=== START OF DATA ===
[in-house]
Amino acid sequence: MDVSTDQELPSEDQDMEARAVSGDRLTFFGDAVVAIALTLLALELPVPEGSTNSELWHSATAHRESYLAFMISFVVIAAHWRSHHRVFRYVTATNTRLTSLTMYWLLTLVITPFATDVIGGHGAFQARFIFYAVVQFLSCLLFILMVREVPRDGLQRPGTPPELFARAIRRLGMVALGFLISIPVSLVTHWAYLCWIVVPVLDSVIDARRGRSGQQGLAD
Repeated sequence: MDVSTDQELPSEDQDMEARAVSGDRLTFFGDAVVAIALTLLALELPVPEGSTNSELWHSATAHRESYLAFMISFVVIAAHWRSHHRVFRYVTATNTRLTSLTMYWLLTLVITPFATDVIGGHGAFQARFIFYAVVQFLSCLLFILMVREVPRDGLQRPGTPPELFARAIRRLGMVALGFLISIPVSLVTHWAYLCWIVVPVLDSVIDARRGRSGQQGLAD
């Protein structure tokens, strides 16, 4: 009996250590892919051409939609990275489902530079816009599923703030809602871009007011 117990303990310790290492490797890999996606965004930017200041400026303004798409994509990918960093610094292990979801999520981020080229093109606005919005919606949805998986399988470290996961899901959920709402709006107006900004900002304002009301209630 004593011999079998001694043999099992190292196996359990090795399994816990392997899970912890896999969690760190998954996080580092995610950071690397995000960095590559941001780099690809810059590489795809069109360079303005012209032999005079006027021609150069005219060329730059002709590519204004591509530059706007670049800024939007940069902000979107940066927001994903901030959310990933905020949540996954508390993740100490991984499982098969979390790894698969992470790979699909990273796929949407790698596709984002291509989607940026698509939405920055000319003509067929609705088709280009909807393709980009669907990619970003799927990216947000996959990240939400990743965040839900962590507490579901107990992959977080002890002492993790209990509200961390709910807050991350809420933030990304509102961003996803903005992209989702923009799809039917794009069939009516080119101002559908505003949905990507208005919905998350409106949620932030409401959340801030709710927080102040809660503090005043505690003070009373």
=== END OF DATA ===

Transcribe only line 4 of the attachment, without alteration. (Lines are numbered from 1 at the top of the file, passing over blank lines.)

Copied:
């Protein structure tokens, strides 16, 4: 009996250590892919051409939609990275489902530079816009599923703030809602871009007011 117990303990310790290492490797890999996606965004930017200041400026303004798409994509990918960093610094292990979801999520981020080229093109606005919005919606949805998986399988470290996961899901959920709402709006107006900004900002304002009301209630 004593011999079998001694043999099992190292196996359990090795399994816990392997899970912890896999969690760190998954996080580092995610950071690397995000960095590559941001780099690809810059590489795809069109360079303005012209032999005079006027021609150069005219060329730059002709590519204004591509530059706007670049800024939007940069902000979107940066927001994903901030959310990933905020949540996954508390993740100490991984499982098969979390790894698969992470790979699909990273796929949407790698596709984002291509989607940026698509939405920055000319003509067929609705088709280009909807393709980009669907990619970003799927990216947000996959990240939400990743965040839900962590507490579901107990992959977080002890002492993790209990509200961390709910807050991350809420933030990304509102961003996803903005992209989702923009799809039917794009069939009516080119101002559908505003949905990507208005919905998350409106949620932030409401959340801030709710927080102040809660503090005043505690003070009373």